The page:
func (app *appContext) updateSubscriptionHandler() http.HandlerFunc {
    return func(w http.ResponseWriter, r *http.Request) {
        if r.Method == "POST" {
            r.ParseForm()
            thisNumber := "+" + r.FormValue("receiver")
            subscriber := "+" + r.FormValue("originator")
            payload := r.FormValue("payload")

            // Decide what message to send to subscriber.
            switch {
            case strings.Contains(payload, "SUBSCRIBE"):
                err := app.upsertDB(subscriber, "yes")
                if err != nil {
                    log.Println(err)
                }
                err = app.sendSMS("You've been subscribed! Reply \"STOP\" to stop receiving these messages.", "MBSender", []string{subscriber})
                if err != nil {
                    log.Println(err)
                }
            case strings.Contains(payload, "STOP"):
                err := app.upsertDB(subscriber, "no")
                if err != nil {
                    log.Println(err)
                }
                err = app.sendSMS("You've been unsubscribed! Reply \"SUBSCRIBE\" if you changed your mind!", "MBSender", []string{subscriber})
                if err != nil {
                    log.Println(err)
                }
            default:
                err := app.sendSMS("SMS \"SUBSCRIBE\" to this number to subscribe to these messages.", thisNumber, []string{subscriber})
                if err != nil {
                    log.Println(err)
                }
            }
            log.Printf("Recieved %s request.", r.Method)
        }
    }
}

Notice that we're not rendering a view here, because we don't want a publicly available user interface for this. Instead, we'll log all output to the terminal for our own use.

Sending Messages

Now that we've got most of our application set up, we can get into where we need to send SMS messages and to whom. We need to send SMS messages when:

  1. We click Send to all subscribers on our rendered landing page to send a marketing broadcast to all numbers on our subscriber list.
  2. When we add or remove a subscriber to our list, we should send a confirmation SMS message to the subscriber.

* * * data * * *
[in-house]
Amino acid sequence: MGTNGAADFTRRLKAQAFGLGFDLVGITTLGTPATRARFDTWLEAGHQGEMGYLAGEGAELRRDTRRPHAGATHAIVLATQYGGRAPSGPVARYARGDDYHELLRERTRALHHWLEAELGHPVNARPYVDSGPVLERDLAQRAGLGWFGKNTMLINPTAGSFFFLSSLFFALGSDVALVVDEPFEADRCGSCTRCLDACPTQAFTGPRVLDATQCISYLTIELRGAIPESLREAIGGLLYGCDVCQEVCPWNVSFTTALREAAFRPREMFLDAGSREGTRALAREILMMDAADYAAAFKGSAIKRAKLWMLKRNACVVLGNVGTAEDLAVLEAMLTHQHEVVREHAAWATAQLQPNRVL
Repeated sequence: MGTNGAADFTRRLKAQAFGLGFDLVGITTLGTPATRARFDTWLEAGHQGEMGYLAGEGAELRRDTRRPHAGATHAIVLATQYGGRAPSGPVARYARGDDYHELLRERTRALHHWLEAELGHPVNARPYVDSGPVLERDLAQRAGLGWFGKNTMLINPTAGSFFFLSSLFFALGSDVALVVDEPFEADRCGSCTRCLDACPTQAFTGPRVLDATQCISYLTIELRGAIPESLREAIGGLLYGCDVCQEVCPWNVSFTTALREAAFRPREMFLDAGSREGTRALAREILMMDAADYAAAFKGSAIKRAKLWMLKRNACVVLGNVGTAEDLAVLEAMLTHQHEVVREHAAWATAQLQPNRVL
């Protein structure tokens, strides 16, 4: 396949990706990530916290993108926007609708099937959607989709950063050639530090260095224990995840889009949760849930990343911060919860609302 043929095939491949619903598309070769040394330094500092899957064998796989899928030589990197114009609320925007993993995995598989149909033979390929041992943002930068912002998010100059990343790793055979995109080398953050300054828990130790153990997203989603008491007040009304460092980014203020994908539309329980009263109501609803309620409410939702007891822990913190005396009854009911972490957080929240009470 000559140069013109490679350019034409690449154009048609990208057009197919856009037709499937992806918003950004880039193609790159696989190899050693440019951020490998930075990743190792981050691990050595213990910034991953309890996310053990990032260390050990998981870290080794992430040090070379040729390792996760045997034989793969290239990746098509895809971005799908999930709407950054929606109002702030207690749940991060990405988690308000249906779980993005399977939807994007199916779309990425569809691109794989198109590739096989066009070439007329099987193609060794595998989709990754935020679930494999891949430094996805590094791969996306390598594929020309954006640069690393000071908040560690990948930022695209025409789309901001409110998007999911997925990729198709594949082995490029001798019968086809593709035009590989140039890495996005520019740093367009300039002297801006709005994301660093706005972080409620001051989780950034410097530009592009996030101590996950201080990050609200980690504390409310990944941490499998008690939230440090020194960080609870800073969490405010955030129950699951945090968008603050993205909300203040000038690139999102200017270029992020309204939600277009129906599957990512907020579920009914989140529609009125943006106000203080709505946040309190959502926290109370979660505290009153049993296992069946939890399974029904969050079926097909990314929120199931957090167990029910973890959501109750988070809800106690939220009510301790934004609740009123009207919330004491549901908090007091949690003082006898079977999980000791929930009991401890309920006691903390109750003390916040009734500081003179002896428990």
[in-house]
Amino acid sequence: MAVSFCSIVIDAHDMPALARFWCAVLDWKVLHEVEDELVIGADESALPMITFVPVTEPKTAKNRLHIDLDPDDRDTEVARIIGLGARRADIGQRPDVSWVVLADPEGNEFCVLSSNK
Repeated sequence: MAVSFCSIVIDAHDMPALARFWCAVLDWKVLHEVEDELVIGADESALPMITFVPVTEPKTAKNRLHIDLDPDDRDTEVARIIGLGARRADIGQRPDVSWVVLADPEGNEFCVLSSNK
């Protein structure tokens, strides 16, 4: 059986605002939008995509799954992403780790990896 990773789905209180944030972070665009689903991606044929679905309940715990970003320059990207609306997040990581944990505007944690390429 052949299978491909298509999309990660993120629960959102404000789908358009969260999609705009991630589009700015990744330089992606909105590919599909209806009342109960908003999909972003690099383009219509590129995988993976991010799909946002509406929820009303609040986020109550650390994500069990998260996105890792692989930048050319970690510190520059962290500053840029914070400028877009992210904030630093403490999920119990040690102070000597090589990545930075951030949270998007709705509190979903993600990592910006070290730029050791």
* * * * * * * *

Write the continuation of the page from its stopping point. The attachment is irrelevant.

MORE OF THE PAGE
3. When we receive an SMS message which is neither a request to add nor remove the subscriber from our list, we should send an SMS message with a helpful message telling them what keywords their SMS message should contain so that our application can parse their request correctly.

IMPORTANT: Make sure that all recipients in your subscriber list have been added to your contact list. If MessageBird fails to send an SMS message to any one recipient in the recipient list, the remaining SMS messages will successfully send but no error will be returned for the SMS messages that fail to send.

We've already added app.sendSMS() calls where we need to send SMS messages in our code snippets above, but we haven't defined it yet. Add the following code block just below your main() block:

func (app *appContext) sendSMS(msgBody string, originator string, recipients []string) error {
    client := messagebird.New("<enter-your-api-key>")
    msg, err := sms.Create(client, originator, recipients, msgBody, nil)
    if err != nil {
        var mbErrors[]string
        switch errResp := err.(type) {
            case messagebird.ErrorResponse:
                for _, mbError := range errResp.Errors {
                    mbErrors = append(mbErrors, fmt.Sprint(mbError))
                }
        }
        return errors.New(fmt.Sprint(mbErrors[:]))
    }
    log.Println(msg)
    return nil
}

Our error handling is a bit more complex here because we have to read the JSON response from the MessageBird REST API and format it as a single error before returning it.

Once you've done all that, you're ready to run your application. You're done!

Testing the Application

Double-check that you have set up your number correctly with a flow that forwards incoming messages to a localtunnel URL and that the tunnel is still running. You can restart the tunnel with the lt command, but this will change your URL, so you have to update the flow as well.

To start the sample application you have to enter another command, but your existing terminal window is now busy running your tunnel. Therefore you need to open another one. On a Mac you can press Command + Tab to open a second tab that's already pointed to the correct directory. With other operating systems you may have to resort to manually open another terminal window. Once you've got a command prompt, type the following to start the application:

go run main.go

While keeping the terminal open, take out your phone, launch the SMS app and send a message to your virtual mobile number with the keyword "SUBSCRIBE". If you are using a live API key, you should receive a confirmation message stating that you've been subscribed to the broadcast list. Point your browser to http://localhost:8080/ (or your tunnel URL) and you should also see that there's one subscriber. Try sending yourself a message now. And voilá, your marketing system is ready!

Nice work!

You can adapt the sample application for production by replying mongo-mock with a real MongoDB client, deploying the application to a server and providing that server's URL to your flow. Of course, you should add some authorization to the web form. Otherwise, anybody could send messages to your subscribers.

Don't forget to download the code from the MessageBird Developer Guides GitHub repository.

Next steps

Want to build something similar but not quite sure how to get started? Please feel free to let us know at support@messagebird.com, we'd love to help!